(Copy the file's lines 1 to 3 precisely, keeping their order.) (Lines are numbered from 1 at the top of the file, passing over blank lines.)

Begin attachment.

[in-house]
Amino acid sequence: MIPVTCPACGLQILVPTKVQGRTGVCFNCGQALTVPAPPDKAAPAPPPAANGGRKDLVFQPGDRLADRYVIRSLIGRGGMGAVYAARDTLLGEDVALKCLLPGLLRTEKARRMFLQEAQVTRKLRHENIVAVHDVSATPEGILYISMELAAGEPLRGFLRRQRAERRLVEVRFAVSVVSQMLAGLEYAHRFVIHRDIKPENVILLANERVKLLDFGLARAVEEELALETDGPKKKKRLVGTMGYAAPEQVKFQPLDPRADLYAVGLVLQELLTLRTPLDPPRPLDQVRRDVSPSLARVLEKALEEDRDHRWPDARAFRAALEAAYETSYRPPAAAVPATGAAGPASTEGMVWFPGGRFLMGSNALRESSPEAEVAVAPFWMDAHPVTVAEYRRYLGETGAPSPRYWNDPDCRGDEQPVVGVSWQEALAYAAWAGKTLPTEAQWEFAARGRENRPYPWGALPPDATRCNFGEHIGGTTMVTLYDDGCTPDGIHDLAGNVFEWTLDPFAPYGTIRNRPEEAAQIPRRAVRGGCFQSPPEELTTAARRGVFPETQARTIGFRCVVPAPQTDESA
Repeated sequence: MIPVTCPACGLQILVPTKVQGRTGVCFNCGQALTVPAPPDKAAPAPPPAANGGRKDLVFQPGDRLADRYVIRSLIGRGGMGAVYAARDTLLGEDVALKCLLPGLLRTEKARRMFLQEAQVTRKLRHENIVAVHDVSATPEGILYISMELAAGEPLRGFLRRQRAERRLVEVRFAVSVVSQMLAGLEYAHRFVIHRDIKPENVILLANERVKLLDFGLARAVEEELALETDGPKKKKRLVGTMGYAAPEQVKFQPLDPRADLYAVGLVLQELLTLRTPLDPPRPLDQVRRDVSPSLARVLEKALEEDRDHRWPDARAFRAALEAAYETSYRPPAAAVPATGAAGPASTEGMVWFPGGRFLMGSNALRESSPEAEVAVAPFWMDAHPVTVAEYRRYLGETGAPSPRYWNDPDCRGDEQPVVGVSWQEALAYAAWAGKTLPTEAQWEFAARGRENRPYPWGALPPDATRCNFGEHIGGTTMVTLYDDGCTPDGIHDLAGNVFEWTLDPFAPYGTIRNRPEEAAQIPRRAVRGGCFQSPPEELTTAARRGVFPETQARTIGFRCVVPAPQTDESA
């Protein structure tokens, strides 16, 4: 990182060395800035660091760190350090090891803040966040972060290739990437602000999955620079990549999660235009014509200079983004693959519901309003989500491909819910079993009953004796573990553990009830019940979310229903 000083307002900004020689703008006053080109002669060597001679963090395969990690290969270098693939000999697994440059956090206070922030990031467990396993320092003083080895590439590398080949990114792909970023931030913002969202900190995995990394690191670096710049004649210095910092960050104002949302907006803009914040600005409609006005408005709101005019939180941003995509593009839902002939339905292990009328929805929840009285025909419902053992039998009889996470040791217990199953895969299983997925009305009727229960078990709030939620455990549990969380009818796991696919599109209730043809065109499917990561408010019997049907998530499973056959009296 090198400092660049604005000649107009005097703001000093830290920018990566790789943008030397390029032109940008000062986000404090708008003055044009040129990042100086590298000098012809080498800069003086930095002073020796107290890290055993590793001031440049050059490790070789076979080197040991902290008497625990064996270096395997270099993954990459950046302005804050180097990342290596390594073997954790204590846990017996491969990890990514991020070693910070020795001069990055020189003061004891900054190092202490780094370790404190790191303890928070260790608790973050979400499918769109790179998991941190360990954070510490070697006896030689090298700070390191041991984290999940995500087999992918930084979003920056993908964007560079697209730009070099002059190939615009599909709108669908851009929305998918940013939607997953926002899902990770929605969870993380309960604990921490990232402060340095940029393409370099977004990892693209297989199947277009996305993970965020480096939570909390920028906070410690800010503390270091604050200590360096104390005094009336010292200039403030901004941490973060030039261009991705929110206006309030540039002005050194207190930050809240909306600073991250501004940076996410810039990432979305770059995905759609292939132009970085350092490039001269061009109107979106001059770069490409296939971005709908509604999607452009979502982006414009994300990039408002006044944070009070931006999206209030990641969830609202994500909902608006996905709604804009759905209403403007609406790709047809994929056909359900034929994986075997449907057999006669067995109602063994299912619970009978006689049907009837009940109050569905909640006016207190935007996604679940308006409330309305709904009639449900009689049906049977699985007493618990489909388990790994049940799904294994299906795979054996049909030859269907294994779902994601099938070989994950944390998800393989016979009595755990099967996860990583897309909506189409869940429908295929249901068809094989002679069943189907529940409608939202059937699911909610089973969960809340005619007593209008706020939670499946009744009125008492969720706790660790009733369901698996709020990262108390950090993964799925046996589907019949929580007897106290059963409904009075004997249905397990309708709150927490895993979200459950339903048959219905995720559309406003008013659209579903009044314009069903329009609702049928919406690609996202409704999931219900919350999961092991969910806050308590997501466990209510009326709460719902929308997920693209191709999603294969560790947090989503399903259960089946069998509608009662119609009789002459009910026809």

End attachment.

[in-house]
Amino acid sequence: MIPVTCPACGLQILVPTKVQGRTGVCFNCGQALTVPAPPDKAAPAPPPAANGGRKDLVFQPGDRLADRYVIRSLIGRGGMGAVYAARDTLLGEDVALKCLLPGLLRTEKARRMFLQEAQVTRKLRHENIVAVHDVSATPEGILYISMELAAGEPLRGFLRRQRAERRLVEVRFAVSVVSQMLAGLEYAHRFVIHRDIKPENVILLANERVKLLDFGLARAVEEELALETDGPKKKKRLVGTMGYAAPEQVKFQPLDPRADLYAVGLVLQELLTLRTPLDPPRPLDQVRRDVSPSLARVLEKALEEDRDHRWPDARAFRAALEAAYETSYRPPAAAVPATGAAGPASTEGMVWFPGGRFLMGSNALRESSPEAEVAVAPFWMDAHPVTVAEYRRYLGETGAPSPRYWNDPDCRGDEQPVVGVSWQEALAYAAWAGKTLPTEAQWEFAARGRENRPYPWGALPPDATRCNFGEHIGGTTMVTLYDDGCTPDGIHDLAGNVFEWTLDPFAPYGTIRNRPEEAAQIPRRAVRGGCFQSPPEELTTAARRGVFPETQARTIGFRCVVPAPQTDESA
Repeated sequence: MIPVTCPACGLQILVPTKVQGRTGVCFNCGQALTVPAPPDKAAPAPPPAANGGRKDLVFQPGDRLADRYVIRSLIGRGGMGAVYAARDTLLGEDVALKCLLPGLLRTEKARRMFLQEAQVTRKLRHENIVAVHDVSATPEGILYISMELAAGEPLRGFLRRQRAERRLVEVRFAVSVVSQMLAGLEYAHRFVIHRDIKPENVILLANERVKLLDFGLARAVEEELALETDGPKKKKRLVGTMGYAAPEQVKFQPLDPRADLYAVGLVLQELLTLRTPLDPPRPLDQVRRDVSPSLARVLEKALEEDRDHRWPDARAFRAALEAAYETSYRPPAAAVPATGAAGPASTEGMVWFPGGRFLMGSNALRESSPEAEVAVAPFWMDAHPVTVAEYRRYLGETGAPSPRYWNDPDCRGDEQPVVGVSWQEALAYAAWAGKTLPTEAQWEFAARGRENRPYPWGALPPDATRCNFGEHIGGTTMVTLYDDGCTPDGIHDLAGNVFEWTLDPFAPYGTIRNRPEEAAQIPRRAVRGGCFQSPPEELTTAARRGVFPETQARTIGFRCVVPAPQTDESA